Christmas is a great time of year for many people, but not for everybody. People without friends or family close by to celebrate with may start to dread this time of year.
It is generally marketed as a time for family, but it doesn’t have to be. If you have no family around at Christmas, you don’t have to be alone – grab Christmas by the bells and celebrate it your own way!
Don’t Feel Alone at Christmas
This is a very stressful time of year, especially for Mums.
It’s not only an expensive time and a time when our kids seem to be even more tired, whiny and sugar-pumped that ever, but it’s also a time tailor-made for cookie-cutter families.
If your own little household seems like an oddly-shaped cookie by comparison, you may not feel like celebrating.
If you hate getting asked what your plans are for Christmas, this is the year to turn it around. No more sadness or worry about what Christmas is traditionally supposed to look like.
Mums of the Shire’s Tips to Not Feeling Alone at Christmas
Surround yourself with your People
If you are single or live unsupported by extended family, Christmas can make you feel like a bit of an outcast.
Christmas is no time to be alone, especially when you are a Mum. It’s even more important at Christmas to create your own version of family, and surround yourself with friends and people who love you and get you.
Two of the main things to remember is that even though you feel alone, there are people around you who love you and love to be with you – and that there are also many people around you who feel totally alone at Christmas too.
It is also very important to remind yourself that this is just another day. It will pass and be forgotten like every other day of the year – you just need to be nice to yourself and you’ll get through it.
Get Ready for Awkward Conversations
Everybody naturally makes small talk about Christmas as the day approaches, and if you don’t have family or have a more non-traditional set-up going on, then you may struggle with casual questions about how you intend to spend the day.
Be ready for the random, but well-meaning, ‘What are you doing for Christmas?’ questions from other Mums at the school pick up gate. People ask usually just to be friendly, they don’t mean to cast a spotlight on your fears of celebrating alone.
It can be hard to hear other people going on about their joy-filled Christmas days when you have no family nearby. It can be even more difficult to hear people complain about having to spend Christmas with their annoying family when you would love to have someone to spend it with.
It may be helpful to have some quick and easy answers ready for when you get asked casual questions and be ready to move the conversation on quickly to a topic you’re more comfortable with.
Mourn Your Losses, But Count Your Positives
If this is your first Christmas after a messy breakup or a much-loved one has passed away, it is normal to need to mourn. It is healthy to allow yourself time to be sad and reflect on what you’ve lost, and honour anyone special who is gone.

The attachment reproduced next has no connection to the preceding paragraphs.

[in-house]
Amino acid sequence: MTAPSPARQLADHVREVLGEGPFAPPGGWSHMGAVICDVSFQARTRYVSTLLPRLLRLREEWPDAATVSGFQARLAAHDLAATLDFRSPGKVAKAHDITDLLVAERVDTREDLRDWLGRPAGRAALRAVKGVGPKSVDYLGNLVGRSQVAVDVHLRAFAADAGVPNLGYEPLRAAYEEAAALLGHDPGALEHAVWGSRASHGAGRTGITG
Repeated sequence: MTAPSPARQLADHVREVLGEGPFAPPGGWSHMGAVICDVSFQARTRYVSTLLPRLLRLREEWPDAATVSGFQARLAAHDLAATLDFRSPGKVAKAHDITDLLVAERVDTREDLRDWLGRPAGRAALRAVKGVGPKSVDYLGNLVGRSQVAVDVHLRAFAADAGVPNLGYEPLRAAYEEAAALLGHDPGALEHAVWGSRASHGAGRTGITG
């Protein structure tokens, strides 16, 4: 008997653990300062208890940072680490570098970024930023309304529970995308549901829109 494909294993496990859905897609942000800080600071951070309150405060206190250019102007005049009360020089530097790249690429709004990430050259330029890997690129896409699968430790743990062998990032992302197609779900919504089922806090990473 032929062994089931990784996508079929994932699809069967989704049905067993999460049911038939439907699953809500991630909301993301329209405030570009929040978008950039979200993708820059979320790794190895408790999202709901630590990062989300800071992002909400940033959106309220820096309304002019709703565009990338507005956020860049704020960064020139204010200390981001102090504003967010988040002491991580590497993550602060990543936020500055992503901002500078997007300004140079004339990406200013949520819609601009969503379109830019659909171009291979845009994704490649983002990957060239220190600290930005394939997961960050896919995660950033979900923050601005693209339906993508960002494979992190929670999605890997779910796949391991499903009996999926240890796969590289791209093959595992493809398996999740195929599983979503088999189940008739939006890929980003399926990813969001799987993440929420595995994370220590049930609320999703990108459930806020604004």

Look out for your children as well because they will be feeling any loss or significant change in routine more than you realise. Encourage them to open up and talk to you about how they are feeling – including not always trying to be happy and upbeat.
It’s natural to want to make Christmas a joyful time for our children, but if they are feeling scared, worried or sad, give them time and space to feel these emotions too.
But don’t stay in that sadness. It may help to make a list of all of the positives in your life and the things that you have to be thankful for.
Ask for Help and Support
Speaking up and asking for help or company is one of the strongest things you can do. It’s also an awesome example to set for your kids. If people ask how you are or if you need anything, don’t be tempted to just brush them off.
Speak up and honestly say, ‘Well, since you asked, things are a little crappy this time of year…’ Your friends will appreciate your honesty and will love to be able to help. Schedule in a number of small catch-ups and playdates to check in with each other regularly so you have something to look forward to.
Throw Tradition Out the Window
Media and advertising outlets kind of hijacked Christmas many years ago and made it out to be a traditional, nuclear family sort of holiday. Modern families and strong AF Mums are taking the holiday back for ourselves.
Make Christmas what you want it to be and celebrate how you like!
Gather your single Mum friends around you with their kids on Christmas Day to play games and sing karaoke. Throw a Christmas party and invite anyone in your neighbourhood who feels a little alone this time of year. Have an early dinner at a local pub with a kids play area and just chill out.
Or turn your back on Christmas entirely and spend the day at the movies or eating yum-cha or bingeing Netflix with a giant delivery from Krispy Kreme.
We can highly recommend a double-feature of Bad Santa and Bad Moms Christmas if you are feeling particularly unfestive – two of the best Christmas movies ever made and ones that will have you laughing no matter how many times you watch them.
The important thing is to look after yourself and those closest to you. There is time for tears and frustration, but remember that you have more to smile about than to regret. Make Christmas whatever you want it to be and celebrate it with your ‘family’ in your own way – whatever that may look like.